I have never been for Mitt Romney. Ok, at least not in this cycle. In 2008 I went to Romney when Fred Thompson dropped out, largely because I didn’t want McCain (-and surely not Huckabee).
But that was before ObamaCare, and before most of us got a good look at RomneyCare. So effing sue me… and Limbaugh and Levin and probably some others while you’re at it.
I started out this cycle supporting Tim Pawlenty. TPaw probably wishes he had stayed in the race right about now, but his dropping out was exactly the sort of indication that he really didn’t have it in him anyway. With Pawlenty out and Perry in, I was fairly committed to Perry. I have not totally given up on Perry, mostly for lack of an alternative, but the torch I carry for him is nearly extinguished. I assumed that a guy who had been governor of a big state for such a long time was capable of speaking coherently on camera. To borrow a phrase, “Oops”.
Building on my earlier “Buckley rule” post, I think the task of applying the Buckley rule in this election is relatively difficult because there are a number of people who are right on the borderline of “electable”. I think Romney could probably beat Obama. I think Perry or Cain could arguably beat Obama, but either could just as easily flame out. (And besides, I am not a Cain fan.) I don’t think either Bachmann or Santorum would stand a chance against Obama. Jon Huntsman actually might, but has no chance of being the nominee. And then there’s that other guy who shall not be named for fear of flooding the blog with irrelevant comments, who is only being referenced obliquely for the sake of completeness. (Yes, perhaps even he could beat Obama. Maybe.)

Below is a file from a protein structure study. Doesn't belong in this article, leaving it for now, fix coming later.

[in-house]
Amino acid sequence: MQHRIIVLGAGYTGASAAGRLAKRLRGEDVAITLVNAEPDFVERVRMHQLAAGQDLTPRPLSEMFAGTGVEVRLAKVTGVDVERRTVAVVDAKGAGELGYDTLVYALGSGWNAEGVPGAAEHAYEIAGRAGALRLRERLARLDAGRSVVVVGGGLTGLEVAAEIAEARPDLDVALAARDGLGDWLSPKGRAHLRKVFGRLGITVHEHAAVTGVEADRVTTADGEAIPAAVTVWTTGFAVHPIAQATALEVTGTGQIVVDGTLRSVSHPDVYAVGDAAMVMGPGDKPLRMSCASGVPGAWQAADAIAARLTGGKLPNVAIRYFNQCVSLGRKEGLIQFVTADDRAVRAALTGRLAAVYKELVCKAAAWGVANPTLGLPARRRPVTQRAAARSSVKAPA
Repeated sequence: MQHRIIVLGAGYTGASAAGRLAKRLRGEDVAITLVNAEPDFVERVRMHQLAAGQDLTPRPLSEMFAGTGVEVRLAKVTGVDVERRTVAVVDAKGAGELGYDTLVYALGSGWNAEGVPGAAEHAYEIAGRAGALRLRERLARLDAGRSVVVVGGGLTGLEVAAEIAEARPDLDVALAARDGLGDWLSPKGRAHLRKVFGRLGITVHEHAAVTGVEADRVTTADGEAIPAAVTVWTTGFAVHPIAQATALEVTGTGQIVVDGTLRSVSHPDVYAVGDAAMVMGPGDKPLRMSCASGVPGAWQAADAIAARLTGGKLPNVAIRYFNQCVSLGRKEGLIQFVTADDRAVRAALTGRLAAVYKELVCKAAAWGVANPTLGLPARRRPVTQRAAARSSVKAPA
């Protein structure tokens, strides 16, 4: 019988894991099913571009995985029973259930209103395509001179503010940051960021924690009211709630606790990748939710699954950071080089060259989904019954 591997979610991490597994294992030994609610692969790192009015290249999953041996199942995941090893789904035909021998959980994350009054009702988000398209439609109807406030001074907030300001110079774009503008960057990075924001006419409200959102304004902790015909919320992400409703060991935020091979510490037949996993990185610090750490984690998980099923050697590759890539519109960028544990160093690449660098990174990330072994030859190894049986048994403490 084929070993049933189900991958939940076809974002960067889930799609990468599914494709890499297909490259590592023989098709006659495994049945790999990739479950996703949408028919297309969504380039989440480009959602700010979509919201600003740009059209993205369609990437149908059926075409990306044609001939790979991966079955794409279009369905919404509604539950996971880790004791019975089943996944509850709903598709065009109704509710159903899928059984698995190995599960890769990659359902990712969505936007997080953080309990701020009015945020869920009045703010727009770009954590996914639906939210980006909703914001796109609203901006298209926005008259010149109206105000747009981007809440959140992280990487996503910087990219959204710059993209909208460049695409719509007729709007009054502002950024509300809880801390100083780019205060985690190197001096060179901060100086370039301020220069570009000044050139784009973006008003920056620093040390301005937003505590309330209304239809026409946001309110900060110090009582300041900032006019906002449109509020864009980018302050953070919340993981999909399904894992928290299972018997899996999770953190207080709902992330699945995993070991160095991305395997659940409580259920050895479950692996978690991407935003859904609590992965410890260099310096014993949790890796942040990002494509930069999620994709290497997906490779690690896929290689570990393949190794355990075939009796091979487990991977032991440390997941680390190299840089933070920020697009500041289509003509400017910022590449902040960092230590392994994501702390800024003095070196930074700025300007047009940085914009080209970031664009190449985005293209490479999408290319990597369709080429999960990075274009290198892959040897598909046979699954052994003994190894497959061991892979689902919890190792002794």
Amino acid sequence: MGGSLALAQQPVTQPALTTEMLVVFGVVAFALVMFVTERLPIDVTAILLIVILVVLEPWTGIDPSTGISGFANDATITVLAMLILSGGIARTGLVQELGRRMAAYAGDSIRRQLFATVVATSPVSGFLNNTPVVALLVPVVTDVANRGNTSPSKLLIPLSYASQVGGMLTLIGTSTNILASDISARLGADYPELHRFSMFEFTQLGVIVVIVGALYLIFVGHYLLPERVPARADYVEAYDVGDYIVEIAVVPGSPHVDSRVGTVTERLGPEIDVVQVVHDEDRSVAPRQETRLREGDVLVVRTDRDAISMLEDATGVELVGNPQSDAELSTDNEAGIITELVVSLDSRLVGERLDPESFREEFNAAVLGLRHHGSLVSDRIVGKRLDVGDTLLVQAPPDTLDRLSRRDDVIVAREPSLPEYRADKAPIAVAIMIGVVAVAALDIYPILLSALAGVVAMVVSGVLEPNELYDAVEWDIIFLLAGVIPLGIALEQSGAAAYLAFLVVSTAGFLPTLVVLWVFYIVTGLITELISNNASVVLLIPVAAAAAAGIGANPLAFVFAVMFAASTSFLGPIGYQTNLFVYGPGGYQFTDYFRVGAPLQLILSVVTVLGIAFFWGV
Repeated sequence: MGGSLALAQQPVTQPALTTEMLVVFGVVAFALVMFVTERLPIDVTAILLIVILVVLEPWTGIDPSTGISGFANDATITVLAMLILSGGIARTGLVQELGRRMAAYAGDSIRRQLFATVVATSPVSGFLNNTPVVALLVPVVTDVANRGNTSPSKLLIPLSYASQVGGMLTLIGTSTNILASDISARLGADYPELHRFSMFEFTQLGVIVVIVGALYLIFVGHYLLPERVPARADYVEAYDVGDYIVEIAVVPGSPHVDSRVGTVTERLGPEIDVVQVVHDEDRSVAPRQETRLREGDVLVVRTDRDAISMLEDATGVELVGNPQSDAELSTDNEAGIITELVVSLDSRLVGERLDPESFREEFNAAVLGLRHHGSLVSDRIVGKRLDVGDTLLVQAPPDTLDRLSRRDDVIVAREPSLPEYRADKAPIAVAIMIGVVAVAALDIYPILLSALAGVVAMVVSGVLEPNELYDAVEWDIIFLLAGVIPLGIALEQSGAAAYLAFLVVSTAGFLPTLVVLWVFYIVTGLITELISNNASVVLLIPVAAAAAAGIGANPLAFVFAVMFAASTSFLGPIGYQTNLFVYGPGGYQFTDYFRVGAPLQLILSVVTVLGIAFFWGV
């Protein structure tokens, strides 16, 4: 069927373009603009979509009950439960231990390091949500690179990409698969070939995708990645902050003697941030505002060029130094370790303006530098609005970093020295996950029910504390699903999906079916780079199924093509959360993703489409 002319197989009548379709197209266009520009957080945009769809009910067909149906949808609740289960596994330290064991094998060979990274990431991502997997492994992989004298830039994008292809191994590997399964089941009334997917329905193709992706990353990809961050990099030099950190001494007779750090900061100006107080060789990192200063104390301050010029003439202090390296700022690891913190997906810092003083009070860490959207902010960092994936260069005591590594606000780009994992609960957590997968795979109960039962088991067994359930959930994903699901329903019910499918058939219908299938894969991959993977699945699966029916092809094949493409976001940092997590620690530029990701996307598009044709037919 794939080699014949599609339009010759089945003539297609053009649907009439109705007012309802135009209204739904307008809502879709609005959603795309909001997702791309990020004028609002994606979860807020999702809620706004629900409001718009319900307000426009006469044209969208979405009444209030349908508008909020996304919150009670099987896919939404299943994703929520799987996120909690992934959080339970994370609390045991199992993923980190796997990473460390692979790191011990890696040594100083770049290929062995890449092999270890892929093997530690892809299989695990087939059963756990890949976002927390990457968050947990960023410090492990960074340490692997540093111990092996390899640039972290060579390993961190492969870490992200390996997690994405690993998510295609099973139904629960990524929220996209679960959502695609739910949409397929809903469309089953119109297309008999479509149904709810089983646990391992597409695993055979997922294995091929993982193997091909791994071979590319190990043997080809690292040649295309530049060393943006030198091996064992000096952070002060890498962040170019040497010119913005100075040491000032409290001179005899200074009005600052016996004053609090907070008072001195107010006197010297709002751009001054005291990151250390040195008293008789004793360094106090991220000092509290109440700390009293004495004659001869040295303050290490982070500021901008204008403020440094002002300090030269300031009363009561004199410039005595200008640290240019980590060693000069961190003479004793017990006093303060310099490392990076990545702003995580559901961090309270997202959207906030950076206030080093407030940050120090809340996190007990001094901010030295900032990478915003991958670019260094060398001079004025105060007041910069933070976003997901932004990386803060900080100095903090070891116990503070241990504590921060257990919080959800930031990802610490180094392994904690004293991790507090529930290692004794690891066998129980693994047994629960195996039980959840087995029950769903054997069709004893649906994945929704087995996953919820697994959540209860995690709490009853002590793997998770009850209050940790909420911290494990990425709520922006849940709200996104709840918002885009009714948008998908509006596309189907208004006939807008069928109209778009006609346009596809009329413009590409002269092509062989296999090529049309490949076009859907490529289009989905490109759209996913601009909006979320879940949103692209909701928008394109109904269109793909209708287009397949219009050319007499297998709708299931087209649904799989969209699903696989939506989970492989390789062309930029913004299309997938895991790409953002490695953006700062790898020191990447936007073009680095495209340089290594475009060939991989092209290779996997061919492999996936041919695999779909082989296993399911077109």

So… Newt it is then? Maybe. Newt’s “skeletons” are pretty well known. Or at least his personal skeletons are known. The policy skeletons are a little scary though, and not as well explored.
If Romney’s big albatross is RomneyCare, isn’t it actually a bigger deal that Gingrich supported a Federal individual mandate back in the early 1990s? (Not to mention his support of Medicare Part-D?) Gingrich was still batting around the idea of an individual mandate in his May 2011 Meet the Press appearance. On health care, Gingrich is at least as bad as Romney. At least Romney can regurgitate his talking points about not wanting to impose a federal mandate, even if I don’t really believe him when he says it.
That’s the biggie. What else have we got?
Well, there’s his “consulting” for Freddie Mac, which may or may not pan out into anything. There’s also his “consulting” for the ethanol industry. Oh yeah, that reminds me – Newt has forayed into strikingly demagogic rhetoric about ethanol, and thinks E-15 is a no-brainer policy. And let’s not forget that Newt came out hard for Dede Scozzafava at a point when it was plainly obvious how bad a candidate she was. And yes, there’s his cooperation with Nancy Pelsoi on some glo-bull warmongering stuff, though he has since said he regrets having done that.
Almost everything that ArthurK at AoS-HQ said about Romney could be said of Newt as well. Newt would be a very competent technocrat, who we can only hope and pray would use his powers for good rather than evil. The “fatal conceit” criticism of Romney applies doubly to Newt, since, at least in my estimation, Newt is that much smarter and more confident in himself than Romney.
If pressed, I have to say I prefer Newt to Romney, but only just. While I disagree with many of the things Newt has said, done, and supported, I think he does those things mostly earnestly. I trust Newt I distrust Newt less than I distrust Romney on the matter of being generally grounded in conservative principles.
And of course, it doesn’t hurt my assessment of him that I think Newt would absolutely crush Obama in a debate.
I think I’m going to stick with Perry for the moment and see if he can’t pull out of this nosedive. Otherwise, I guess orange Newt it is, then.
* (Post title is a reference to one of my favorite films, Brain Candy)